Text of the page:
Then, it started to rain again. She prompted him to grab his own black umbrella. He responded wryly that it was broken.
“Talaga? Sira yung payong na dala-dala mo palagi?” she asked while biting on her lower lip to stop herself from laughing loudly at him.
“Hindi ko naman palaging dala ‘yun. Minsan lang,” he protested, a little sheepish.
“Whatever!” she retorted disbelievingly, her chocolate brown eyes twinkling in humour.
They waited by the canopied veranda until the torrential rain passed. Then Eduard opened her frilly beige umbrella and waited for her. She stepped beside him and carefully held on to the handle without touching him. Under the umbrella amidst a curtain of steady falling rain, the atmosphere became intimate. They walked slowly but they were hardly touching. Half of his body was getting wet for he was giving her ample room. He was careful that his body was not brushing against her. He was determined to behave like the perfect gentleman even if he contracted pneumonia in the process.
Candyce commented that his Aunt Lani and her husband were very blessed to be married for over 20 years. Despite the fact that his uncle has been working in Saudi Arabia, his presence was very much in the house with his uncle’s pictures and sports trophy in prominent display.
“They must love each other very much to still be together after all these years,” she whisphered wistfully as they slowly walked on very wet and uneven ground
Silently, he agreed with her. He yearned for a similar lasting relationship that could only be possible with the right woman. And his gut-feel was screaming at him that the right woman was currently walking beside him. He looked sideways at her innocent profile, the tiny almost-dimples present.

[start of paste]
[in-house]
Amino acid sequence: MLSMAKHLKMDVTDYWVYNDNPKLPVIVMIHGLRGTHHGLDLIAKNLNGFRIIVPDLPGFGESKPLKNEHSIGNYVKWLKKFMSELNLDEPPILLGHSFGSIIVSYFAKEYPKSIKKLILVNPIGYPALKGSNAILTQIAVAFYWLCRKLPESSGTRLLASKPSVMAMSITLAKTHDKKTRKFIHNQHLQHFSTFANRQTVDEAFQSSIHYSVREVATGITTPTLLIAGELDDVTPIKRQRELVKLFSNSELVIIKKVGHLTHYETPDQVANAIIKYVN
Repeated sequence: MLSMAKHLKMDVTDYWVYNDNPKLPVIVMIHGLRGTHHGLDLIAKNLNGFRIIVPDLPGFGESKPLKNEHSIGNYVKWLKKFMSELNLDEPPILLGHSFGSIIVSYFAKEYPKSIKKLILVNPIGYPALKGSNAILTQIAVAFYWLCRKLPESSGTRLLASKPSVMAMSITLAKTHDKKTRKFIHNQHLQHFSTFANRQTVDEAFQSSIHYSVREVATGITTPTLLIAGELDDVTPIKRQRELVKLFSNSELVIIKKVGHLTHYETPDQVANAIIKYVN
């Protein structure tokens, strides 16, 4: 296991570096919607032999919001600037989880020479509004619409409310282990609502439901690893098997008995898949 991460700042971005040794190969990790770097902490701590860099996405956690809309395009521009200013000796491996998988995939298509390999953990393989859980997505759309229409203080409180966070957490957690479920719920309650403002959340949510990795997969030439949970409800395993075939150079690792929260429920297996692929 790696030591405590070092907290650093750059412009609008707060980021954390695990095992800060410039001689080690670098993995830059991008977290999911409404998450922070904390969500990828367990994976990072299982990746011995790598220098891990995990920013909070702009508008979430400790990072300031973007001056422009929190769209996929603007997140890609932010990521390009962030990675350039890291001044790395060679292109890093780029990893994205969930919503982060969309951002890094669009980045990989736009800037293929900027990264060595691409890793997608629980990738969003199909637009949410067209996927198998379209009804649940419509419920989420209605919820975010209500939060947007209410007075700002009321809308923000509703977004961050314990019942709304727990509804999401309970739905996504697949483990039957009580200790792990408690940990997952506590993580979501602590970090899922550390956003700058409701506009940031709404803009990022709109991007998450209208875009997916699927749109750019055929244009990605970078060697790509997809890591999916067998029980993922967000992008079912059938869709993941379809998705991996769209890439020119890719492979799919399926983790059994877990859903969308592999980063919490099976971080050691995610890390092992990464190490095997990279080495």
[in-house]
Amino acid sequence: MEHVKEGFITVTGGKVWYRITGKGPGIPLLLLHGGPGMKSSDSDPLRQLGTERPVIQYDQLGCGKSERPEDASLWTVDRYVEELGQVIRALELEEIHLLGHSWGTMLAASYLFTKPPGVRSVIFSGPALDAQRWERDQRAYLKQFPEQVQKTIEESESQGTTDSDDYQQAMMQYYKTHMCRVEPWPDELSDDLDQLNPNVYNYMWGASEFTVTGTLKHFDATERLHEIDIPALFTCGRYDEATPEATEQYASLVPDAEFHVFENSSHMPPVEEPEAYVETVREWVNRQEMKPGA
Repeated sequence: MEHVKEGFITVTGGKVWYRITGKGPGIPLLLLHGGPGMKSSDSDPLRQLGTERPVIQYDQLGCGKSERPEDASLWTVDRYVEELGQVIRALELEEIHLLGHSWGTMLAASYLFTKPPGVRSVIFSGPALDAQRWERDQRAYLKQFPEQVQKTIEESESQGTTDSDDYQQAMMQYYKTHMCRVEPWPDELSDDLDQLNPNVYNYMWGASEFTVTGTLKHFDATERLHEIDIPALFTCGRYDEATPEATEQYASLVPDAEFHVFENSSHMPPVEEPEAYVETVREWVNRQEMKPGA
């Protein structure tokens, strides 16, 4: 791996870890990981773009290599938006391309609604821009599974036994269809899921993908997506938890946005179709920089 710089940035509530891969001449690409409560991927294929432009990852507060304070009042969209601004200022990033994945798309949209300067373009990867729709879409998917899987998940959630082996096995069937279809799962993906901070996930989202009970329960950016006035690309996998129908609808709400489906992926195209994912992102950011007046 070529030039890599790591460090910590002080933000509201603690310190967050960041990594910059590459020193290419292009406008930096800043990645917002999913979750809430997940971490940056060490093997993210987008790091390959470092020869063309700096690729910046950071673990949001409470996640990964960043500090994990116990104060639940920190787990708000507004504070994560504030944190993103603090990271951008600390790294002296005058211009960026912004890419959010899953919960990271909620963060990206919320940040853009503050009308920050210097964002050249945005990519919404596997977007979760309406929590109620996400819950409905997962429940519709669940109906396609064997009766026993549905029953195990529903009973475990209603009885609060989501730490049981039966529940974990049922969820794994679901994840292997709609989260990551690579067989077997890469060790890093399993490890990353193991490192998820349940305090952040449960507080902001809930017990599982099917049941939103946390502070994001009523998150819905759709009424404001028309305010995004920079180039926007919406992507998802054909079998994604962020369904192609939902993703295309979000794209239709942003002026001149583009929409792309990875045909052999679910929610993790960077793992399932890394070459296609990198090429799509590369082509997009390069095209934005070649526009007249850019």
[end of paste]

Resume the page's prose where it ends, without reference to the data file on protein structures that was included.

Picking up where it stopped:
“I love you,” he whisphered unable to stop himself. And for the first time in his life, he was actually uttering the words in all honesty. He realised that the attraction he felt for her has gone beyond the physical. Quickly following his fascinating self-discovery was deep regret. He was silently ruing all the stupid decisions he had made in his youth.
Meanwhile, he could see her profile had turned serious. With her smile dying , her almost-dimples disappeared. Her lips compressed together tightly as she gritted her teeth.
“Candy?” he prompted for a response.
Any kind of response.
From a very distant horizon, lightning was sporadically zigzagging across the very dark night sky. Awashed with rain, the road was deserted except for the two of them slowly navigating their way around the water-filled potholes. The village main street was riddled with hollowed out spots as well as rubbish build-up along its ditches.
Then she pulled a deep sigh, a slight frown marring her smooth forehead. Her gaze remained focussed ahead but Candyce was looking with unseeing eyes.
“Bakit ba kayong mga lalaki napakabilis ninyong sabihin ang mga salitang ‘yan?” she responded with a rhetorical question, a distinctive catch in her voice. “Samantalang karamihan sa inyo, hindi naman marunong magmahal…”